One of the most compelling aspects of Beyond Belief is the author’s liberal use of case studies, most of which are related in the first person by individuals whose lives were dramatically affected by their involvement in cults. These stories offer an exceptional perspective on the manner in which belief systems can take hold and shape one’s experiences. Joan’s tale, for instance, both engaging and disturbing, describes what it was like to join the Hare Krishnas. Even though she left the sect, observing that participants “are stunted in spiritual awareness,” Joan considers returning someday because “there’s a certain protection there.”
Janov’s great insight into cultish leaders is particularly interesting; he believes such people have had childhoods in which they were “rejected and unloved,” because “only unloved people want to become the wise man or woman (although it is usually male) imparting words of wisdom to others.” This is just one reason why Beyond Belief is such a thought-provoking, important book.”
Barry Silverstein, Freelance Writer
Quotes for "Life Before Birth"
“Life Before Birth is a thrilling journey of discovery, a real joy to read. Janov writes like no one else on the human mind—engaging, brilliant, passionate, and honest.
He is the best writer today on what makes us human—he shows us how the mind works, how it goes wrong, and how to put it right . . . He presents a brand-new approach to dealing with depression, emotional pain, anxiety, and addiction.”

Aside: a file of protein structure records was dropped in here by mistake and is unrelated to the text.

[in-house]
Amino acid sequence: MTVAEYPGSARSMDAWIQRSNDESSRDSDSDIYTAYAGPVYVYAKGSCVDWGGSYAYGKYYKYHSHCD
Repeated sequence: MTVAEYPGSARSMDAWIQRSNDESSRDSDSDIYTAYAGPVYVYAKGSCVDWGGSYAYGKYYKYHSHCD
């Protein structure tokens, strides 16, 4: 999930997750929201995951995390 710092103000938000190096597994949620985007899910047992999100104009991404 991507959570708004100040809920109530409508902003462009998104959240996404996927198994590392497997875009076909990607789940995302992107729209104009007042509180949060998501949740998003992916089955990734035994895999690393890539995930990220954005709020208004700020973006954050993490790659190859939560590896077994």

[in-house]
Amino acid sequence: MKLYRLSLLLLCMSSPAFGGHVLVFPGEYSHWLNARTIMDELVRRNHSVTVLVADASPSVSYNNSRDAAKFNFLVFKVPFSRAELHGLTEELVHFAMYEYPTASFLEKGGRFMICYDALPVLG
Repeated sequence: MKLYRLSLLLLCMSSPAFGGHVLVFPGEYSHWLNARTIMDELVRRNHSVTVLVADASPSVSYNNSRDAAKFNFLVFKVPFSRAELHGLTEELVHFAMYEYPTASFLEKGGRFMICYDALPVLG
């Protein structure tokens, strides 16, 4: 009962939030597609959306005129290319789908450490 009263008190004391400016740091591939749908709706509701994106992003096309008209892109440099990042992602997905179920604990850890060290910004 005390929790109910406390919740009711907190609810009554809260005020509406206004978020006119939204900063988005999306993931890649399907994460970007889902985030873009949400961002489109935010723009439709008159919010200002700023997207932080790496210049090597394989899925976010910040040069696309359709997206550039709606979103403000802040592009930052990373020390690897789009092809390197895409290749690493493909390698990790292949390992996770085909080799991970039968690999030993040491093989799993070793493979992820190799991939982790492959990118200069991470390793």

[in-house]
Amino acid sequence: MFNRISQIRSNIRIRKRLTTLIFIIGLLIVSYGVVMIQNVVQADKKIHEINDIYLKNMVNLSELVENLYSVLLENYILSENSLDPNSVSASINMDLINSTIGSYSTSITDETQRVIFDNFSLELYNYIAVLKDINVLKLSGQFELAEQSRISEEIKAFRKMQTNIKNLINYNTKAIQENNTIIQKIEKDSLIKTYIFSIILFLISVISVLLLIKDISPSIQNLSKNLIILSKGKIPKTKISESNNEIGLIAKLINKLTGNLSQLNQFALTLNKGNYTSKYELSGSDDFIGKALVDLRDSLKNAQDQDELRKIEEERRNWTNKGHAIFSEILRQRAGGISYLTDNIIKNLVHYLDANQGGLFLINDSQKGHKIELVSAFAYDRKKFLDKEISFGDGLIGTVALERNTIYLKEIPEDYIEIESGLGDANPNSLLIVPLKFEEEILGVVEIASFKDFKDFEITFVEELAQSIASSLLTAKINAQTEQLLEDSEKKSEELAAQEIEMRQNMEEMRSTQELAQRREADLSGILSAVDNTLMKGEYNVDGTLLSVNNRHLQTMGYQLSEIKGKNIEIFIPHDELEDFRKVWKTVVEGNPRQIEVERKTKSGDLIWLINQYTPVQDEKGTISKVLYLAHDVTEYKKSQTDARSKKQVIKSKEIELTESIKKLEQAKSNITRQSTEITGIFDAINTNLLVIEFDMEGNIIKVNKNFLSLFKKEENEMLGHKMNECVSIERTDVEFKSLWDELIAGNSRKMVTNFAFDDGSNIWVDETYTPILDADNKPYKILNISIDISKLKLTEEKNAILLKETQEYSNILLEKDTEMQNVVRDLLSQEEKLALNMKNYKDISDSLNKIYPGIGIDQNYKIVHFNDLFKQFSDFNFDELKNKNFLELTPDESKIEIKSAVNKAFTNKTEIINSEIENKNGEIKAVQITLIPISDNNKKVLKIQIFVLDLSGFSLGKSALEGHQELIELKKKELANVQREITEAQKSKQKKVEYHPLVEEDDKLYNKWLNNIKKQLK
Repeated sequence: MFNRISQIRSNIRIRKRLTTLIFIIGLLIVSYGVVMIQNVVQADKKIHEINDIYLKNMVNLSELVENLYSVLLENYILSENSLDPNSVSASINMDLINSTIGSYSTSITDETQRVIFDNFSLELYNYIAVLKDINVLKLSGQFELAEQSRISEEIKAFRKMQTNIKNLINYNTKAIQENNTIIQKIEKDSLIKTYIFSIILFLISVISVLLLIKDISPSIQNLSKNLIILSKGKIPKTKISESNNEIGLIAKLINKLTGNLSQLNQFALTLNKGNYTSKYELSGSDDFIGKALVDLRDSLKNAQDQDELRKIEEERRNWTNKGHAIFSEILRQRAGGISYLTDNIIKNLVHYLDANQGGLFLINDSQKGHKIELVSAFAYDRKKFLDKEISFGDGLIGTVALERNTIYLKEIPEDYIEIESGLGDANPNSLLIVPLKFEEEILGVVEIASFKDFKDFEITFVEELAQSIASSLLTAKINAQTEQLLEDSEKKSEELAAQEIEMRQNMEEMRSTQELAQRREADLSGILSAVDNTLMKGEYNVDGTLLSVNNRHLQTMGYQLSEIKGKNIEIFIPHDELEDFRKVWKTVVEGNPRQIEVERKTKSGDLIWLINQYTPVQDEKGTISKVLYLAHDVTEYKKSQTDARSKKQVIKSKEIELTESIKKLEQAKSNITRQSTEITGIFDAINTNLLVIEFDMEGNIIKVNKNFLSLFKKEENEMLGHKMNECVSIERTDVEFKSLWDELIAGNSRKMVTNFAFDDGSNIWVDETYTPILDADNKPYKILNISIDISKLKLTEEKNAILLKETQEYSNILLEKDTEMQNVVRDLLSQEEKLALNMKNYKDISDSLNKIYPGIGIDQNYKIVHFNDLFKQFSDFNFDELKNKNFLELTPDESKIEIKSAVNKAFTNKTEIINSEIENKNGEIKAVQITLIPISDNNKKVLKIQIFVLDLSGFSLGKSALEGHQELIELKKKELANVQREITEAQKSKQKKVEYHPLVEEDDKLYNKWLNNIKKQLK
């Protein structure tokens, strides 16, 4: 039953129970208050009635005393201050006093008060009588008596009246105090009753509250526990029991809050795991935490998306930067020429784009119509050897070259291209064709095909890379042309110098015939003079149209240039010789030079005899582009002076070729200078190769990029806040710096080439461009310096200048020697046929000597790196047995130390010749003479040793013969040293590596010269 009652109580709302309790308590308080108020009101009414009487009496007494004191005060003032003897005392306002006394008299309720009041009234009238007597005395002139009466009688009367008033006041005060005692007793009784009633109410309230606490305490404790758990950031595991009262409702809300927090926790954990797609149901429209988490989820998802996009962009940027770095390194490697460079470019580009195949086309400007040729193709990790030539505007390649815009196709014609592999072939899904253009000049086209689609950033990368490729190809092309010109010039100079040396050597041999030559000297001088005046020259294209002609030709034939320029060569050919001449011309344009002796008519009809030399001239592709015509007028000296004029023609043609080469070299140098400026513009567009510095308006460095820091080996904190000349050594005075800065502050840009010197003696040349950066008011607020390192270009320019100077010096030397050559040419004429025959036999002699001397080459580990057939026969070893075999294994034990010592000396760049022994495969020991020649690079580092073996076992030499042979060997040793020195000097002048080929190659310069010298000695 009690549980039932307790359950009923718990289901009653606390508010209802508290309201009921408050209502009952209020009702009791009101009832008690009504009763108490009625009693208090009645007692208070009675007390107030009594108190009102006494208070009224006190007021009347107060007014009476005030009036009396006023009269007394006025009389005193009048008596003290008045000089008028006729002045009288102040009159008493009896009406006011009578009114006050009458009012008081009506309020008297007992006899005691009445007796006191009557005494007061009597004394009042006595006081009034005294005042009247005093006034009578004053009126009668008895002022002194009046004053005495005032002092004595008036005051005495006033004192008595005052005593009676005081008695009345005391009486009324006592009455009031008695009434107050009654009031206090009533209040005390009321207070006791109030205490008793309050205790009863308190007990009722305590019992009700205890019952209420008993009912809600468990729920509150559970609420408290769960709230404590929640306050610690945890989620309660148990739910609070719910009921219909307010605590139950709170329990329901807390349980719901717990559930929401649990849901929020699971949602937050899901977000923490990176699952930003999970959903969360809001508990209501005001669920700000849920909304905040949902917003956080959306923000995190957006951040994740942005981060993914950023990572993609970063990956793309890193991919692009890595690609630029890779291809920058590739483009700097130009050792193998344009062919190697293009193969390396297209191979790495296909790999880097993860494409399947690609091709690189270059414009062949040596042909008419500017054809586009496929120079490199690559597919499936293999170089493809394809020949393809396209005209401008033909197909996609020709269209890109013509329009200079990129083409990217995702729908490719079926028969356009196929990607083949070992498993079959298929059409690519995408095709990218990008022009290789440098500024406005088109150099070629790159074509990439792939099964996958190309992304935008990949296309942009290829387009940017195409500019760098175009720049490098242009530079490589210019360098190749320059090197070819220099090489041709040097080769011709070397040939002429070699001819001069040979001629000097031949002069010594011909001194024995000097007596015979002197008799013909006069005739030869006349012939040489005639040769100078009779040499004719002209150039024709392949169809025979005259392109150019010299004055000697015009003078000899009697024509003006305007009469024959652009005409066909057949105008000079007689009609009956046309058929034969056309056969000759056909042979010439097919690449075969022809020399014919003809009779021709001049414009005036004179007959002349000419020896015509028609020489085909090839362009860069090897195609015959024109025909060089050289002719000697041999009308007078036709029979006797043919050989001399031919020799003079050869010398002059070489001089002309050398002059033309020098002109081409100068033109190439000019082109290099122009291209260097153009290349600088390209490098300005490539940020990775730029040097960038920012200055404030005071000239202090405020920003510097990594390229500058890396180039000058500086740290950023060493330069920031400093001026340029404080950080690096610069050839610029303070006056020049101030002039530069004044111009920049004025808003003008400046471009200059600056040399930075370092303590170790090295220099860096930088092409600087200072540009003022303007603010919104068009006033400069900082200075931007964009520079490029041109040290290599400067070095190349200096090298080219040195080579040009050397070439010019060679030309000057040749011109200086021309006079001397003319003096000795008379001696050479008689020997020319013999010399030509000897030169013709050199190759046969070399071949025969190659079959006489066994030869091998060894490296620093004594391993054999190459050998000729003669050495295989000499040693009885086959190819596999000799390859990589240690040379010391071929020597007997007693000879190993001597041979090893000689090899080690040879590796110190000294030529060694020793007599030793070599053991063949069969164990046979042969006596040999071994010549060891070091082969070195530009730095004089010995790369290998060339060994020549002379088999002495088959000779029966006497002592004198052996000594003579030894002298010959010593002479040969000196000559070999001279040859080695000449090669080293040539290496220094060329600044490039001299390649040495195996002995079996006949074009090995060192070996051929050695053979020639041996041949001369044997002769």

Paul Thompson, PhD, Professor of Neurology, UCLA School of Medicine
Art Janov, one of the pioneers of fetal and early infant experiences and future mental health issues, offers a robust vision of how the earliest traumas of life can percolate through the brains, minds and lives of individuals. He focuses on both the shifting tides of brain emotional systems and the life-long consequences that can result, as well as the novel interventions, and clinical understanding, that need to be implemented in order to bring about the brain-mind changes that can restore affective equanimity. The transitions from feelings of persistent affective turmoil to psychological wholeness, requires both an understanding of the brain changes and a therapist that can work with the affective mind at primary-process levels. Life Before Birth, is a manifesto that provides a robust argument for increasing attention to the neuro-mental lives of fetuses and infants, and the widespread ramifications on mental health if we do not. Without an accurate developmental history of troubled minds, coordinated with a recognition of the primal emotional powers of the lowest ancestral regions of the human brain, therapists will be lost in their attempt to restore psychological balance.
Jaak Panksepp, Ph.D.
Bailey Endowed Chair of Animal Well Being Science